If you take a look at the history of web design, you’ll see that design trends have changed massively over the last few decades.

RIP American Online and Myspace.

But it’s not just the appearance of websites that have changed.

The way we use them has, too.

This shift in behaviors of how we use the internet has resulted in new design strategies. And, as a result, there’s a new bunch of terminology that people other web designers need to know: marketers, project managers, product managers, and developers.

One of those is responsive web design (RWD).

In this guide, we’ll explain what a responsive web design is—and why it’s important that your business uses one. We’ll also share how you can build your own mobile-friendly site that’s future-proof.

What is a responsive design?

Responsive website designs move on-page elements to fit different screen sizes.

For example: A desktop computer screen is much larger than a tablet, and a tablet has more pixels than a smartphone. But a responsive website design recognizes these screen sizes, and automatically re-jigs the page to suit the device’s screen size.

(It’s much easier than pinching to zoom, and scrolling side to side, when viewing a mobile site that isn’t responsive.)

The term “responsive design” was coined by Ethan Marcotte in a blog post published back in 2010. He said:

“Rather than tailoring disconnected designs to each of an ever-increasing number of web devices, we can treat them as facets of the same experience.”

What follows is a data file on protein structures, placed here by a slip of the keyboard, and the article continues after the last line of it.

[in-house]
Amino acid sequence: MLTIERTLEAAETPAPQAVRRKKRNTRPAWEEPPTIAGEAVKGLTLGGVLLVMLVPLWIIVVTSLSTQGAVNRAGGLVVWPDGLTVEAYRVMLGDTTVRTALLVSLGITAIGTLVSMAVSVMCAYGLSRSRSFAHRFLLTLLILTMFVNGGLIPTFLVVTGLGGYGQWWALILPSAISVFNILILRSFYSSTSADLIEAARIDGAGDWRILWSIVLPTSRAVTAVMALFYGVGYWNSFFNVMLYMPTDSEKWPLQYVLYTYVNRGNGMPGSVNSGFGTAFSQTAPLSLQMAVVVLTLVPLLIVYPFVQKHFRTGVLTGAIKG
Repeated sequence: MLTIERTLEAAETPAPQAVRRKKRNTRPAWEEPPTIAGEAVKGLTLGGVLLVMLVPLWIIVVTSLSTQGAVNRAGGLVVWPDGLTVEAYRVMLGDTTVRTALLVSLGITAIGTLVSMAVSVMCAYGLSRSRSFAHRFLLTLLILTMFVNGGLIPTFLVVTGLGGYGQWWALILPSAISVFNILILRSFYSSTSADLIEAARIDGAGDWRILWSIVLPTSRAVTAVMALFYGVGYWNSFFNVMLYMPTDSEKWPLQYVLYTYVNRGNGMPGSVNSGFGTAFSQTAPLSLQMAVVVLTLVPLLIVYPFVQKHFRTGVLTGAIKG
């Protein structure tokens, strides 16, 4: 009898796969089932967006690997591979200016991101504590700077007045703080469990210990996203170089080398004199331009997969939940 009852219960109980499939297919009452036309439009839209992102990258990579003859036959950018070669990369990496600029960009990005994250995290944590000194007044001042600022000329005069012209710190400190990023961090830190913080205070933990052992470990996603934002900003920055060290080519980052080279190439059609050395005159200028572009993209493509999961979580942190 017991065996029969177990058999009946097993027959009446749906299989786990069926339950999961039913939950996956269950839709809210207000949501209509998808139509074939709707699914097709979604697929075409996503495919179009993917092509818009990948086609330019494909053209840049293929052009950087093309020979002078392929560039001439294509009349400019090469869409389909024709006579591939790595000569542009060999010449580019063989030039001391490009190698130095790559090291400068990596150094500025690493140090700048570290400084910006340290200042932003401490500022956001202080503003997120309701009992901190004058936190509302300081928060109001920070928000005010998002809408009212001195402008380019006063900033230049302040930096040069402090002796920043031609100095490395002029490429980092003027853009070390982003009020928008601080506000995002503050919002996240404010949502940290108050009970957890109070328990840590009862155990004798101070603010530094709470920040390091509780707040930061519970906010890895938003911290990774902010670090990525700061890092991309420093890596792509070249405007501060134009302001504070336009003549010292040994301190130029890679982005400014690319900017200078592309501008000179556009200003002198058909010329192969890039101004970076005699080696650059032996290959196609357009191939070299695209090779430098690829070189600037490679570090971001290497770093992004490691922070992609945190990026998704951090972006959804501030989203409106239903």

We can design for an optimal viewing experience, but embed standards-based technologies into our designs to make them not only more flexible, but more adaptive to the media that renders them.

In short, we need to practice responsive web design.”

How does responsive design work?

The visible area of a browser window is called a viewport. (If you’re viewing this page on mobile, your viewport would be much smaller than on a tablet. You aren’t able to see as much content due to the smaller screen size.)

Traditional website designs were created based using pixels.

You’d typically have an element (like an image, for example) that you’d set to 200px x 500px. It’d show the same size—regardless of the viewport size of the device it was being loaded on.

However, design elements on responsive website are sized using proportions.

Using the same image example, you’d set the column width to 20%. The image column would then take up 20% of the page, no matter whether it was being loaded on smaller screen (like a Blackberry viewport) or large screen (like a desktop computer.)

You might also responsive elements named ‘flexible images’ or ‘flexible elements,’ purely because they automatically change size depending on the screen width.

The importance of responsive web design

In 2020 and beyond, a responsive website is simply table stakes. You don’t have an option to have a horrible web experience if you want your brand to be taken seriously.

It might sound like a lot of effort, because it is.

…But it’s worth it, as these three statistics prove:

1. Mobile internet usage is on the rise

Did you know that mobile accounts for over 51% of web page views? August 2019 was the first time in history that mobile internet usage overtook desktop.

(It’s no surprise really: 4.68 billion people, scattered all over the planet, own mobile phones.)

The only problem with this shift in online behavior is that traditionally, websites are designed on desktops.

Web designers would use desktop applications to create a custom design. But if people are ditching desktop browsing in favor of mobile, you could be alienating a huge chunk of customers… Unless your design is responsive.

A responsive site looks the same as your desktop version. Visitors can view a beautifully-designed version of your website even if they’re using mobile devices, such as iPhones or Android phones. On-page elements will simply move to fit their screen.